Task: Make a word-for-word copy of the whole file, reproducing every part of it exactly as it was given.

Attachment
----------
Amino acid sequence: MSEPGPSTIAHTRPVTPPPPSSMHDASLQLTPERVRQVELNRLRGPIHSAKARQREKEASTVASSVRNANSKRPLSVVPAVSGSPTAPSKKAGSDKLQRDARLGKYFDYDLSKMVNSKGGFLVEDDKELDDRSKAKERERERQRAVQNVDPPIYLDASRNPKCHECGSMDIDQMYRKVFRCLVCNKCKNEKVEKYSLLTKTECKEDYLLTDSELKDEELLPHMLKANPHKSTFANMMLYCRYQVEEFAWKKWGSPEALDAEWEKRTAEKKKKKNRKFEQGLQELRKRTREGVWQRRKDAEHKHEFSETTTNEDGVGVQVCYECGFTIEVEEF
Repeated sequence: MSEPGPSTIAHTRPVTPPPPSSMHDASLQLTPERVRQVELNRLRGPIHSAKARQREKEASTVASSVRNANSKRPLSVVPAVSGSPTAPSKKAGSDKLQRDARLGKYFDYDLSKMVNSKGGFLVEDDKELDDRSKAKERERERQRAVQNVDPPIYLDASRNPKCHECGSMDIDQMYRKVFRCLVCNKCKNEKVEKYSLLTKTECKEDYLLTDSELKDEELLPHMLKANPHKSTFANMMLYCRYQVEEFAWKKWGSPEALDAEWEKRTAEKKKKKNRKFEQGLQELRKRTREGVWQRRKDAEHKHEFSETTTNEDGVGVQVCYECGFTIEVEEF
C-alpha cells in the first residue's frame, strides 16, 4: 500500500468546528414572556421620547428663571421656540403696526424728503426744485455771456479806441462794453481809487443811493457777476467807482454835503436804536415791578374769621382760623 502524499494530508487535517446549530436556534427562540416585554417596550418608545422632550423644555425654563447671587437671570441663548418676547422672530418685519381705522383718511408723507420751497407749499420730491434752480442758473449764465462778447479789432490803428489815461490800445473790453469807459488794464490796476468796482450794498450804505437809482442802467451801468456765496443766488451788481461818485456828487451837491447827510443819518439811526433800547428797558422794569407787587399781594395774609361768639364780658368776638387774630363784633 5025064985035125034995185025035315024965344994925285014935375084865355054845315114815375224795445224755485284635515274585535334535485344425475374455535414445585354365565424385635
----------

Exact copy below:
Amino acid sequence: MSEPGPSTIAHTRPVTPPPPSSMHDASLQLTPERVRQVELNRLRGPIHSAKARQREKEASTVASSVRNANSKRPLSVVPAVSGSPTAPSKKAGSDKLQRDARLGKYFDYDLSKMVNSKGGFLVEDDKELDDRSKAKERERERQRAVQNVDPPIYLDASRNPKCHECGSMDIDQMYRKVFRCLVCNKCKNEKVEKYSLLTKTECKEDYLLTDSELKDEELLPHMLKANPHKSTFANMMLYCRYQVEEFAWKKWGSPEALDAEWEKRTAEKKKKKNRKFEQGLQELRKRTREGVWQRRKDAEHKHEFSETTTNEDGVGVQVCYECGFTIEVEEF
Repeated sequence: MSEPGPSTIAHTRPVTPPPPSSMHDASLQLTPERVRQVELNRLRGPIHSAKARQREKEASTVASSVRNANSKRPLSVVPAVSGSPTAPSKKAGSDKLQRDARLGKYFDYDLSKMVNSKGGFLVEDDKELDDRSKAKERERERQRAVQNVDPPIYLDASRNPKCHECGSMDIDQMYRKVFRCLVCNKCKNEKVEKYSLLTKTECKEDYLLTDSELKDEELLPHMLKANPHKSTFANMMLYCRYQVEEFAWKKWGSPEALDAEWEKRTAEKKKKKNRKFEQGLQELRKRTREGVWQRRKDAEHKHEFSETTTNEDGVGVQVCYECGFTIEVEEF
C-alpha cells in the first residue's frame, strides 16, 4: 500500500468546528414572556421620547428663571421656540403696526424728503426744485455771456479806441462794453481809487443811493457777476467807482454835503436804536415791578374769621382760623 502524499494530508487535517446549530436556534427562540416585554417596550418608545422632550423644555425654563447671587437671570441663548418676547422672530418685519381705522383718511408723507420751497407749499420730491434752480442758473449764465462778447479789432490803428489815461490800445473790453469807459488794464490796476468796482450794498450804505437809482442802467451801468456765496443766488451788481461818485456828487451837491447827510443819518439811526433800547428797558422794569407787587399781594395774609361768639364780658368776638387774630363784633 5025064985035125034995185025035315024965344994925285014935375084865355054845315114815375224795445224755485284635515274585535334535485344425475374455535414445585354365565424385635